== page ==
Hotel-based tour: Because they are more limited in scope, these tend to be a bit more affordable (allow about $250-$300 for a one-day excursion) and are definitely better suited to people that are prone to sea sickness or who have more limited mobility (however, most modern cruise boats can accommodate people with minor disabilities or additional needs - contact us to discuss your requirements). Most people choose a land-based tour either because they left it too late to book their cruise of choice, or because of budget considerations.

What is the Galapatours cancellation policy?

Please see our complete Terms and Conditions where you will find our detailed cancellation policy.

What is the booking process for a Galápagos cruise?

We love to help people find their dream vacation to the Galápagos. Whether you give us a call, contact us via email, or use our website inquiry form, one of our Galápagos travel experts will be more than happy to answer any questions, recommend ships and itineraries, and walk you through the whole process!

Step 1: Find the trip to match your interest, wallet, and timeframe. If you have already started looking for Galápagos Cruises, you will have quickly noticed that the sheer amount of options can be quite overwhelming. To help you navigate the countless departures and itineraries that our fleet of over 70 Galápagos Yachts offer, we have put together a great filter page. Use this page to filter by price, date, and even islands, visitor sites, or even animals you might see! We update all dates, prices, and availabilities daily, and are proud to host what is doubtlessly the world's most complete collection of information.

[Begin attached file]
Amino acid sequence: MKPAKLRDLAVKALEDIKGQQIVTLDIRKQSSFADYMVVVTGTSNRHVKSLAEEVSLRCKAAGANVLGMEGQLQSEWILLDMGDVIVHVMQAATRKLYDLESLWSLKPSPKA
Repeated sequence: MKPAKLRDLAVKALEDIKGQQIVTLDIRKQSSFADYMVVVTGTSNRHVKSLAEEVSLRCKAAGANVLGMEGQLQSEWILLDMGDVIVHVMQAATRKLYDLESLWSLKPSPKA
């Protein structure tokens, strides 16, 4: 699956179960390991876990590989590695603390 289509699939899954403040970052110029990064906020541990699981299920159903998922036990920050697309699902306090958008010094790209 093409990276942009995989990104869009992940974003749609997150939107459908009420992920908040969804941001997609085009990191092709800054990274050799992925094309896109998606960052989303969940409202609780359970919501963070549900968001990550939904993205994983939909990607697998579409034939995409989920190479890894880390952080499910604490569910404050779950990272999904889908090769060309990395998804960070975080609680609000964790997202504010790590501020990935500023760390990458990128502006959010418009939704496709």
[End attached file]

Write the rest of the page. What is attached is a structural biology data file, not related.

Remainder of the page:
Step 2: Found something you love? We'll hold your spaces, free of charge! If you find a cruise you like, you can either inquire directly with us or make an unbinding booking online. We will then reach out to the shipowners to put a hold on your spaces for a limited time, free of charge. Once we have confirmed your block with the ship, we will send you a written confirmation of your reservation and include full payment details in an invoice. Typically, we are able to hold unpaid reservations for up to 1 week*. This gives us time to clarify all your remaining questions, and also ensures that no other passengers can book your spaces, while we continue our conversation.

Step 3: Confirm your booking. In order to confirm your booking, we ask for a 20% deposit. You can pay via bank transfer or credit card. Keep in mind, that we can only hold your spaces for a limited amount of time. If we don't receive your payment after this time, we can no longer guarantee that the places will be available or that the price won't increase. To prevent disappointment, we will automatically cancel your reservation if we don't receive your deposit by the due date stated on your booking reservation.